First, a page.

Ohio Asbestos Lawyer
Representing Pipefitters & Plumbers in Mesothelioma & Lung Cancer Claims
Thousands of former and current plumbers, pipefitters, and steamfitters may have been exposed to toxic asbestos exposure in construction, shipbuilding, and Maintenance Crews. Regardless of where a plumber was working, the chances are they have directly or indirectly worked around asbestos products in the last 50 years.
In fact, workers are still at risk of asbestos exposure as many buildings and workplaces throughout the country still contain the toxic material. Plumbers and pipefitters regularly worked with asbestos thermal insulation and asbestos pipe repair materials.
This includes pipes, boilers, ducts and tanks containing asbestos insulation as well as joint compounds, cement, pipe block, valves, gaskets, pipe coating and welding rods.
Nearly any plumber or pipefitter that worked into the 1980s could be at risk of developing severe health issues, including asbestosis, lung cancer, and mesothelioma.
Plumbers & Pipefitters at Risk
When plumbers and pipefitters are in enclosed spaces as they cut, saw and assemble essential plumbing components that contain asbestos, toxic fibers are released into the air and easily inhaled and ingested. The accumulation of asbestos fibers in the lungs can cause inflammation and scarring that can lead to lung cancer, mesothelioma cancer and other asbestos-related diseases.
Asbestos was used in pipes, boilers, ducts and tanks because it is an effective heat and fire resistant material. Since many of the areas plumbers work are short on air circulation, the Workplace Ventilation Risks and asbestos fibers made the occupation extremely dangerous. Unfortunately, many employers failed to warn their workers of the health risks, even after it was well-known that asbestos causes cancer.
How Asbestos Exposure Occurs
Asbestos fibers can spread up to 50-75 feet from the work being performed. The toxic fibers can be airborne and cause plumbing asbestos exposure, and also carried home on clothes and on the person, exposing families to the toxins.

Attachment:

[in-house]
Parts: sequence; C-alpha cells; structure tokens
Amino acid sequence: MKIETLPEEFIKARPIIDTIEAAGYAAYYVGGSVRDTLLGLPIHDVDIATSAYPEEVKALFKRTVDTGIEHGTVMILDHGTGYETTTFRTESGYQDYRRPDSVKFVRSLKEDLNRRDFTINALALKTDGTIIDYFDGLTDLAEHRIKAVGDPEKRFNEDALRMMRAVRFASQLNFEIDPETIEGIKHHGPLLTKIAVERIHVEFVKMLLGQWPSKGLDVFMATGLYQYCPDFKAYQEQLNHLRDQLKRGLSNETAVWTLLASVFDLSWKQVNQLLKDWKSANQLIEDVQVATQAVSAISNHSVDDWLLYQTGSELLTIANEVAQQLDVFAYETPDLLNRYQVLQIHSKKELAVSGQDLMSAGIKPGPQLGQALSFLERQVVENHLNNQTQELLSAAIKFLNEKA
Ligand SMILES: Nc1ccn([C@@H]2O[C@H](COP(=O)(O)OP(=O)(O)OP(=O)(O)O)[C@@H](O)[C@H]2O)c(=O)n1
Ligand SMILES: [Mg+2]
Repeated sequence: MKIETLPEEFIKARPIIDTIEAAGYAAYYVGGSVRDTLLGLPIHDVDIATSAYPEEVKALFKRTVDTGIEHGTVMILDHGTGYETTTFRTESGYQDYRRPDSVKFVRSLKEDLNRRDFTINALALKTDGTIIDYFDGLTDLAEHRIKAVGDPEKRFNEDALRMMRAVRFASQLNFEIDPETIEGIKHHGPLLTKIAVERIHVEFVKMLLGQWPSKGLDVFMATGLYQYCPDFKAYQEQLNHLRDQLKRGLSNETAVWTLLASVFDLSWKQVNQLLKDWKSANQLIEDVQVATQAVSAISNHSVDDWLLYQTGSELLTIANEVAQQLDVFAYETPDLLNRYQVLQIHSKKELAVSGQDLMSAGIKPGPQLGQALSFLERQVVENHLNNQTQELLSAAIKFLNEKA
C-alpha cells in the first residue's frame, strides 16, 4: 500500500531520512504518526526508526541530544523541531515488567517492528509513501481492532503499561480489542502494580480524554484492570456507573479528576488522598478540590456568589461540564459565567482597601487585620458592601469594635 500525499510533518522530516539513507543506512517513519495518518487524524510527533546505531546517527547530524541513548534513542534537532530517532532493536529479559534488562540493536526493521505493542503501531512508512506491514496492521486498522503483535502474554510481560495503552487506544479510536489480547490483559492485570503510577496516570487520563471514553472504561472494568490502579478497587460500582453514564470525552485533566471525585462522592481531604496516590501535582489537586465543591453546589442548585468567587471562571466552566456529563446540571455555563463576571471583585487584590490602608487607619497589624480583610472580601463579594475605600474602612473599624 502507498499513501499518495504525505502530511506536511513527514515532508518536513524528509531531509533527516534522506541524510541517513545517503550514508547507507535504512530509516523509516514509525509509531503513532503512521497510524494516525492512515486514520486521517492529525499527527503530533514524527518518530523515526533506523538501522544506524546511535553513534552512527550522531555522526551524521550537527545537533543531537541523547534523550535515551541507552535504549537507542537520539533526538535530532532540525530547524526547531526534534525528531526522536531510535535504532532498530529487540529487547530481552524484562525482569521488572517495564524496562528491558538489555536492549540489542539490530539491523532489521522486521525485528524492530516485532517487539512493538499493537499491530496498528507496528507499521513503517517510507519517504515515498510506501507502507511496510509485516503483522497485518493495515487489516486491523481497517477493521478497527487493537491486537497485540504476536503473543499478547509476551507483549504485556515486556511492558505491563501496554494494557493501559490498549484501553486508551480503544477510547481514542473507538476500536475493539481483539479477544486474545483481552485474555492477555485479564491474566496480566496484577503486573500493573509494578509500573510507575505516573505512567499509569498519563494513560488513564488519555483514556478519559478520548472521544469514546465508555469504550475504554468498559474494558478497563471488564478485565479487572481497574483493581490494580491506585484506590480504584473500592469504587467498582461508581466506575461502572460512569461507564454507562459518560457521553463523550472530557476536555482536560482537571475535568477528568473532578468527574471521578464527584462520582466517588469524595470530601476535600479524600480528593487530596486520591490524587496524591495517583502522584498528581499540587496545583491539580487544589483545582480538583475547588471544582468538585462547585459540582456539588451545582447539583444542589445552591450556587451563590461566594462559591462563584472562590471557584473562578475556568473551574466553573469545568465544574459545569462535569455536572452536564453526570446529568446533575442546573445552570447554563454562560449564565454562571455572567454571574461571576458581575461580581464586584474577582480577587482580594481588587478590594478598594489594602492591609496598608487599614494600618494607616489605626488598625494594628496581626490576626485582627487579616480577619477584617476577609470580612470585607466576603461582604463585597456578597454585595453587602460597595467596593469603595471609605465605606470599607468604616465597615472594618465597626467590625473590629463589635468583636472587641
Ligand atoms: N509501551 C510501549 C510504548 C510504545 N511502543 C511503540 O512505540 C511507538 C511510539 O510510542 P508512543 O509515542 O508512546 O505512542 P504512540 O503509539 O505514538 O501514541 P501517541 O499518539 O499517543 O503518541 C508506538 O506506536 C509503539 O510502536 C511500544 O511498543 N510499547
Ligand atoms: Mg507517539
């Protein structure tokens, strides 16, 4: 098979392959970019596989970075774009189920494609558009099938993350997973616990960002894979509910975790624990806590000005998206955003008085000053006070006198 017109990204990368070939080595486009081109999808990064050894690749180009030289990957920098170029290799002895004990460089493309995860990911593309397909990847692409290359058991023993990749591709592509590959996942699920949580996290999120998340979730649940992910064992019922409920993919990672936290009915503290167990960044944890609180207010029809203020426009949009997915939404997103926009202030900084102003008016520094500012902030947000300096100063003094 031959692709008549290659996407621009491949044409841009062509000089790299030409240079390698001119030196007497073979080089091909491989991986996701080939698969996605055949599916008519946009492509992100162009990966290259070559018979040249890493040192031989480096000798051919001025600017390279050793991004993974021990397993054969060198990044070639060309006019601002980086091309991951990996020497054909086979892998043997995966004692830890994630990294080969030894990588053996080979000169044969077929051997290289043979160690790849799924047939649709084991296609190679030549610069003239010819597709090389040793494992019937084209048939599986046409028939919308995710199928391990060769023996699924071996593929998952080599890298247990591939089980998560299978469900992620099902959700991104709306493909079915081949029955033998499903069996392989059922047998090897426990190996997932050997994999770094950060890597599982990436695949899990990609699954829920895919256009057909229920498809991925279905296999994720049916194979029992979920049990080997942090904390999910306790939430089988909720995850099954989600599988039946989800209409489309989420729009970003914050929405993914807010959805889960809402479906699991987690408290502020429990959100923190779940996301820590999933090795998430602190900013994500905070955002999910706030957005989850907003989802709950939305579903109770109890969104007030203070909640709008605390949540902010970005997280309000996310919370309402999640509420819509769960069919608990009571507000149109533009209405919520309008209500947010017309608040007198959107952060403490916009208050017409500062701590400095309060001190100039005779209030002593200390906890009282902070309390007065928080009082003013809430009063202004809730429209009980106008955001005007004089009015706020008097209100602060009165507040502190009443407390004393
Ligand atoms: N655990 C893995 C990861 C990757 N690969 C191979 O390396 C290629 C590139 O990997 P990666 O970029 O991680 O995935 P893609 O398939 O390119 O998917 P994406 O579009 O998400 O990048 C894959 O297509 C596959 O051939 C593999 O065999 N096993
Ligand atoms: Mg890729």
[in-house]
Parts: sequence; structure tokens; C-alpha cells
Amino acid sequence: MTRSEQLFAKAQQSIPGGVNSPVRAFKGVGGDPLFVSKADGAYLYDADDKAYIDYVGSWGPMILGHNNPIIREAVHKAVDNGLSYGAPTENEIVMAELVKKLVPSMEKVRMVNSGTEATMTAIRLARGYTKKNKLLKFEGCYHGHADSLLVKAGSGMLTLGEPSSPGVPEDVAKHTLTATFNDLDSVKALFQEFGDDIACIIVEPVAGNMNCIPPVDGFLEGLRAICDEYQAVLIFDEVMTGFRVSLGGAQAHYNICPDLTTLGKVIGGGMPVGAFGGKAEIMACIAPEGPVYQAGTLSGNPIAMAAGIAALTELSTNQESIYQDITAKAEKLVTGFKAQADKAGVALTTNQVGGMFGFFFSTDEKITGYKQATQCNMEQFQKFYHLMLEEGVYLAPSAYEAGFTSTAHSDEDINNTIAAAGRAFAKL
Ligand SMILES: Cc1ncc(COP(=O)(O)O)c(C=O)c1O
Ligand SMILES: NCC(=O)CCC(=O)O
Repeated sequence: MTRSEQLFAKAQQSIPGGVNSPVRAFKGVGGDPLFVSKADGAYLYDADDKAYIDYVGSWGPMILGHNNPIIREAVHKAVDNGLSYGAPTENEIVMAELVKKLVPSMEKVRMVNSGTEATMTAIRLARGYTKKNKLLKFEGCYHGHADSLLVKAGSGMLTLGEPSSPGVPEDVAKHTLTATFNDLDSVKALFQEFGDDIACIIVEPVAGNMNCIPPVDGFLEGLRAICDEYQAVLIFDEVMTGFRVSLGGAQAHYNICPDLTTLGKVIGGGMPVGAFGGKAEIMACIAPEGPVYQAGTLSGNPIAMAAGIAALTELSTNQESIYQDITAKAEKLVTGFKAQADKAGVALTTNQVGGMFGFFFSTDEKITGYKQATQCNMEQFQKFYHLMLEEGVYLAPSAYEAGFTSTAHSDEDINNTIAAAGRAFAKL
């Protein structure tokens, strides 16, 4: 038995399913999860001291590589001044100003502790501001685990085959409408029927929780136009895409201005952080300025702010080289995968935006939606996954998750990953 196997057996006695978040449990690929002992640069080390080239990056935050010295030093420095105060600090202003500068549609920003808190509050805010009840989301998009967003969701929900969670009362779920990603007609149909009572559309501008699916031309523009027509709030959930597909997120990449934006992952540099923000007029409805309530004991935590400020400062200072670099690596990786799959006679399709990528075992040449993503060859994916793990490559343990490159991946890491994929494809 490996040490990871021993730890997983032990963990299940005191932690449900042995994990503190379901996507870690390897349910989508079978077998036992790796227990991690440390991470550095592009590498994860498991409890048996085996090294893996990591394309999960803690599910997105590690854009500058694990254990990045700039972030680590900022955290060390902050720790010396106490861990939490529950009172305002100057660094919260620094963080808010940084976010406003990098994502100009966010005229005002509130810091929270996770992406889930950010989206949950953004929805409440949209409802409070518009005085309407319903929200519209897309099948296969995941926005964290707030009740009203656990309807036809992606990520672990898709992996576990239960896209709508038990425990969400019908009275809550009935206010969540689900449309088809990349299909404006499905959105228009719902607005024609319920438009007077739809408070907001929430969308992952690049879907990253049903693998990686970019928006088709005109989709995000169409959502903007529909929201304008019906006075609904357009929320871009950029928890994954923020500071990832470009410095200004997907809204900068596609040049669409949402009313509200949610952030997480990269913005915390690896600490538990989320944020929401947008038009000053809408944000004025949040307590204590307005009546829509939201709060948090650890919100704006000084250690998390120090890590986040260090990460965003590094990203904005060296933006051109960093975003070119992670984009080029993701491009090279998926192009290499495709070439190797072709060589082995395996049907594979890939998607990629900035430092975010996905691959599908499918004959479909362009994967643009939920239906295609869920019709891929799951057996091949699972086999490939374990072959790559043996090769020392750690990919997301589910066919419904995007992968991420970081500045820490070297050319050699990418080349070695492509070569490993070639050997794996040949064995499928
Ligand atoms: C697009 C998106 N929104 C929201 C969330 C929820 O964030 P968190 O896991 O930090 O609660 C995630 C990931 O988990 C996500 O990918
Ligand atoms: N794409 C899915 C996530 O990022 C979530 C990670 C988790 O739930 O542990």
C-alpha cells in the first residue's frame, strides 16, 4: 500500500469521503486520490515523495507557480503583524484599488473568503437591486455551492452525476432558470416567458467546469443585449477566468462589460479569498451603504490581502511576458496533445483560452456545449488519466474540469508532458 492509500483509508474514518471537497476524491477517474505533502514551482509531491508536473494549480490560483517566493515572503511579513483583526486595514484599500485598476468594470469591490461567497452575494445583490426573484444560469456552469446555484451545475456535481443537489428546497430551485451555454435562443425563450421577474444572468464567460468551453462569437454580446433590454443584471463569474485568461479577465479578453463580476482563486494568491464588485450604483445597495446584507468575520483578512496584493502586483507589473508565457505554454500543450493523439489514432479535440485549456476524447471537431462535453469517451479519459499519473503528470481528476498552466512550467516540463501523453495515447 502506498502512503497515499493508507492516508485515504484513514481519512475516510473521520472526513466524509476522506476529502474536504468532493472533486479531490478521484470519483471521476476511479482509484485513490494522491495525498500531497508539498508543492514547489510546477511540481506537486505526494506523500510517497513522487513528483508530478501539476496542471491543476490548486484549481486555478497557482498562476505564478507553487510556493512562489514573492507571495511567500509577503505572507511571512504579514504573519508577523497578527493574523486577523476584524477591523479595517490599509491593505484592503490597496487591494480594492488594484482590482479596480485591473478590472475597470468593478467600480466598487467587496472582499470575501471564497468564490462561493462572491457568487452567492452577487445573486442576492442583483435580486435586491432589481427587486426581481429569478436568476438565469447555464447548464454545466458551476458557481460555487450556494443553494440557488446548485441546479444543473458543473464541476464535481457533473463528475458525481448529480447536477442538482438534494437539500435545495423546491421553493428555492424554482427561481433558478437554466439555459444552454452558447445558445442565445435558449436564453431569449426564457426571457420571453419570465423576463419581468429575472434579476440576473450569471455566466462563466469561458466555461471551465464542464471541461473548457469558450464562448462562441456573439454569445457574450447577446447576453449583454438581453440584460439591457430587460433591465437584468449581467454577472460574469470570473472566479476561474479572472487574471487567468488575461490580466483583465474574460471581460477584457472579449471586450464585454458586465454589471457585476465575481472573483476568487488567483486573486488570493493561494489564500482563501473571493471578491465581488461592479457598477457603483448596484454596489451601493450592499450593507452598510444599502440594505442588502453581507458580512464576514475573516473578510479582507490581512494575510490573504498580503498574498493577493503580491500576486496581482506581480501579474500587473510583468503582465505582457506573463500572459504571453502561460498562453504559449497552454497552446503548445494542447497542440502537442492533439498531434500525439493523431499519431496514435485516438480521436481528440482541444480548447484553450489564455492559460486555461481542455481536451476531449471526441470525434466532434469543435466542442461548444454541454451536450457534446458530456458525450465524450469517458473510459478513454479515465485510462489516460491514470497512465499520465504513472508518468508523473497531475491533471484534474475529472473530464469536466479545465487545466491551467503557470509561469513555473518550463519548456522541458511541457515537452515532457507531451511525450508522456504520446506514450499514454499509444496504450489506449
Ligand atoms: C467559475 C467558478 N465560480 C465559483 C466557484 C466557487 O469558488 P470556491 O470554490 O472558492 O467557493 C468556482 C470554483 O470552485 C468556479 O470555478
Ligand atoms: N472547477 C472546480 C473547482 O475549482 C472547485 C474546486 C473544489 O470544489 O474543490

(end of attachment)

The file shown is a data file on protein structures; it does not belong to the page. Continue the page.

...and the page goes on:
The Occupational Safety and Health Administration (OSHA) warns of other plumbing and pipefitting hazards, including:
- Working in poorly ventilated areas
- Handling or dismantling pipe insulation
- Working in boiler rooms
- Ear and eye injury
- Burn injuries
- Mold inhalation
Materials Containing Asbestos
Plumbers and pipe fitters used asbestos-containing materials in both the pipe walls and the pipe wrapping. Asbestos seemed like the best material for pipes and wrapping because it is lightweight, cheap, durable, and fire resistant.
Asbestos also lowers electrical conductivity in steel pipes making them safer around current and static charges in ships and in manufacturing facilities. Potential asbestos products include the following:
- Insulating cement
- Pipe covering
- Joint compounds
- Welding rods
Symptoms of Asbestos-Related Illness
Lung cancer and mesothelioma have a long latency period, and plumbers and pipefitters may not be diagnosed for up to 40 years after exposure. Symptoms of lung diseases like asbestosis, pulmonary fibrosis, lung cancer and mesothelioma can include:
- Chest Pain
- Persistent Cough
- Unexplained fatigue
- Trouble breathing
- Trouble swallowing
- Swelling of the abdomen
Plumbing Asbestos Exposure
Pipefitters, steamfitters and plumbers who have been exposed to an unsafe work environment may have a viable personal injury claim against a former employer and a list of manufacturers with Asbestos settlement funds. Any victim of plumbing asbestos exposure should seek professional medical attention and contact a mesothelioma cancer lawyer to investigate the root cause.
Each asbestos illness is unique and may be the result of either acute exposure or long-term exposure to toxic materials. The results are all devastating with victims falling ill, often many years after initial exposure.
Any family member who has been diagnosed with mesothelioma, lung cancer, pulmonary fibrosis or asbestosis may have a valuable claim against a former employer.
Many experience asbestos exposure through the workplace. Workplaces may have been filled with toxic materials, and employers may have failed to warn of the serious health risks of the job. Filing a suit helps to raise the awareness of job safety.
Give Yourself a Voice
Questions about Pipefitting & Plumbing Asbestos Exposure
Asbestos was widely used in piping, insulation, electrical components, machine parts, packaging, flooring, ceiling tiles, roofing, and in many building materials.
If you were exposed to asbestos at your workplace, and have developed cancer or a related illness, you are likely to qualify for compensation.
Asbestos was cheap, durable, fire-resistant and light, and was though to be the perfect insulating material before research showed it was extremely hazardous to the health.
The Statute of Limitations for Asbestos Cases
Numerous jobs can expose workers to asbestos, and none more than pipefitting ad plumbing. Jobs primarily involving construction and maintenance require a significant amount of time around toxic materials. Thousands of American workers are still exposed to asbestos each year.
Many new mesothelioma cancer cases are diagnosed due to the latency period of 20-50 years after being first exposed to asbestos.
The Lyon Firm aggressively, professionally, and passionately advocates for injured individuals and families against companies due to asbestos exposure.